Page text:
I am not a person of words, and not a 'semantologist', but it seems like there is a difference between initial judgement and better judgement.
This is what I think I can understand from what our local ethics groups have been saying. I am not sure I am very clear. I guess, maybe I am a bit dense. But I will leave readers to draw their own conclusion if the ethics people are themselves are very clear about the issue. And if they are prepared to deal with the issues now that the Act has been passed. Or just look the other way?
Although Health Minister Khaw Boon Wan had categorically assured parliament that the new law did not seek to legalise organ trading, many including myself remain unconvinced.
If we truly only wanted to reimburse donors for their altruistic acts, and not let this become a backdoor for organ trading, the following safeguards should have been present:
1. Foreigners should have been excluded
Only local donors should be allowed onto this scheme as we can then monitor them within our system and either reimburse them for healthcare expenses related to the organ donation through direct payment or through lifelong medical insurance coverage. Compensation for loss of earnings and other more difficult computations can also be decided by a neutral committee.
To allow foreigners into the scheme opens a Pandora’s box as it is impossible to know what a foreign donor does with the money back home. He could literally put the whole lump sum down on some gamble and have nothing left when he needs it most.
To include foreigners is also a tacit admission that transplant medicine is big business that Singapore cannot afford to ignore.
2. Compensation details should be available before parliament vote
The details about mechanisms for quantifying fair compensation should be present before MP’s were asked to vote on what must have been a tough moral choice. These details must surely be the difference between the money being “compensation” rather than “profit” for the donor.
To be asked to vote for something which lacked any specifics at all might cause our parliament to be misconstrued as a “rubber-stamp” as many may consider voting for this legislation in such a way to be irresponsible and akin to writing a “blank cheque”.
I fear that Singapore’s reputation as a medical hub with a “high ethical standard” has been seriously eroded by the passing of this legislation.
Dr.Huang Shoou Chyuan
Minister also seems to think that our ethical reputation is so strong that somehow that will protect us. I am not so sure. I think perhaps he confuses lawfulness with ethics. I think we are widely regarded as being a very law abiding people. Ethical? hmmm...I am not so sure ( see 'Are we an ethical society?'). I get the feeling that our brand of ethics is a somewhat ends-justify-the-means type.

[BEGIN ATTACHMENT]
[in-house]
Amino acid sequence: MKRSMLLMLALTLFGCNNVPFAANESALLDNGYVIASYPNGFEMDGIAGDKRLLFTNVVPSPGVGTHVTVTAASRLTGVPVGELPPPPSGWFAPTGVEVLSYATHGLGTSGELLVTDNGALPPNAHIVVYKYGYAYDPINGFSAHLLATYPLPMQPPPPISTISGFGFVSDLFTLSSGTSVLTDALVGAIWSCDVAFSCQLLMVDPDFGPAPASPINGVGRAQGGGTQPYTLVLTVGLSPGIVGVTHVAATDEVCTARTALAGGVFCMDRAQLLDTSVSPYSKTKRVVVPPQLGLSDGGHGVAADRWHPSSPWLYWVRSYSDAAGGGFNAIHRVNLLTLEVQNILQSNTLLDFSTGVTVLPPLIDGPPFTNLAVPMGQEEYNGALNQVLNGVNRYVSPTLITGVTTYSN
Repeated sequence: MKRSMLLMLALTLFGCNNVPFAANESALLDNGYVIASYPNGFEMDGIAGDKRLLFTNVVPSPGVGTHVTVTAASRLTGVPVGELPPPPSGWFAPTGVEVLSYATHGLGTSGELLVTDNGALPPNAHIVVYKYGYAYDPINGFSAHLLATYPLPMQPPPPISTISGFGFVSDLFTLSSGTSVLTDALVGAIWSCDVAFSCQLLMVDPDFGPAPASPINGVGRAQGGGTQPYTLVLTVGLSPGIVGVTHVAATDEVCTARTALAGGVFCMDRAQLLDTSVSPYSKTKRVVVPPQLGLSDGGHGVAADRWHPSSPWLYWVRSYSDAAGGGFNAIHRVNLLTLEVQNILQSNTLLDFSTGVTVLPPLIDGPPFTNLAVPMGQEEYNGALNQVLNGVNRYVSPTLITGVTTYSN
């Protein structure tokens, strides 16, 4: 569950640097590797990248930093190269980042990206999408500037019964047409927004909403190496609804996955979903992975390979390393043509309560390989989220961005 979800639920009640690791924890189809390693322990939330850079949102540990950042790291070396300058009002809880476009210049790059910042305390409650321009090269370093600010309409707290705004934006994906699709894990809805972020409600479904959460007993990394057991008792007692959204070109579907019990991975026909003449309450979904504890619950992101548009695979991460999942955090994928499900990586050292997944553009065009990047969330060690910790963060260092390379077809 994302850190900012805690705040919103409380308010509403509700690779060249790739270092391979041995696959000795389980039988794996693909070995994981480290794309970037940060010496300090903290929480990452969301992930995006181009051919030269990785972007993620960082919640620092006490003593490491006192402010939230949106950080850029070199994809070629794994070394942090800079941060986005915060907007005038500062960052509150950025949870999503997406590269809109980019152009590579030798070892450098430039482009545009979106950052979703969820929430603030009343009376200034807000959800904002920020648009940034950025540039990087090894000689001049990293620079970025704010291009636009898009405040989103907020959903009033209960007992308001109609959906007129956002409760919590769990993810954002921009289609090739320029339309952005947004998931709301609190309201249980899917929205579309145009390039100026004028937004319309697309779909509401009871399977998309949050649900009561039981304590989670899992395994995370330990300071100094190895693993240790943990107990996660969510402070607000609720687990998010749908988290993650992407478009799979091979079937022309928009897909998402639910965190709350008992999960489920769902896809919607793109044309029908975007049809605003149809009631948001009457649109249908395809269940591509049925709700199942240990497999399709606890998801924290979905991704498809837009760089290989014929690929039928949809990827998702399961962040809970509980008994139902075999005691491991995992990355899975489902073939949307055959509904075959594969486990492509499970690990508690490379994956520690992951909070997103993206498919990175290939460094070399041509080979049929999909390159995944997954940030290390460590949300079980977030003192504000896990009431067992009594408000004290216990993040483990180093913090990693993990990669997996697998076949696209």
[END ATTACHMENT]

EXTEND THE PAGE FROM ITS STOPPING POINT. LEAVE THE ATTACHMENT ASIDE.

Are we able to enforce the laws against 'trading'. I seriously doubt it. The will is not there. Neither the tools. Take the recent Tang Wee Sung case. I got nothing against Mr Tang and I am happy for him that he got his kidney. But the truth is that there is a considerable amount of disquiet about how he obtained his kidney. Almost everyone I talk to felt there had been some off-the-table payment to the donor family. This cannot be proven and I am not saying this is true. But many people view it that way. The point is, if there is some truth in it, can the police act? Do they want to investigate? Did they investigate? Did the MOH investigate? Did they want to? If they did not want to, cannot investigate before the Act was passed, what assurances do we have that they will do a better job now that it has been legalized?
I am keeping all my toes and fingers crossed that Minister Khaw can do what he has promised to do, and that eventually he will do the right thing. The ball now is entirely in his court, and I hope he will keep his eye on that ball.
Medication errors occur much more commonly than the public is aware of. (I personally heard of recent incident in a local major hospital.) A recent report (2006) by the National Academies of Science highlighted this problem and estimated that medication errors harm at least 1.5 million people every year in the US. The medical costs in managing these errors amount to some US$3.5 billion. Awareness and simple solutions can prevent many of these problems.
Unfortunately no one locally seems to be interested. The hospitals don't want to know. And obviously do not have any means to track this problem. The Ministry of Health show no interest in auditing this problem and is quite content to let the hospitals manage the problem by sweeping everything under the carpet.
See no evil, hear no evil - and no evil shall be spoken, seems to be the motto.
Wednesday, March 25, 2009
This is a difficult question. The answer will I guess be a hesitant qualified yes.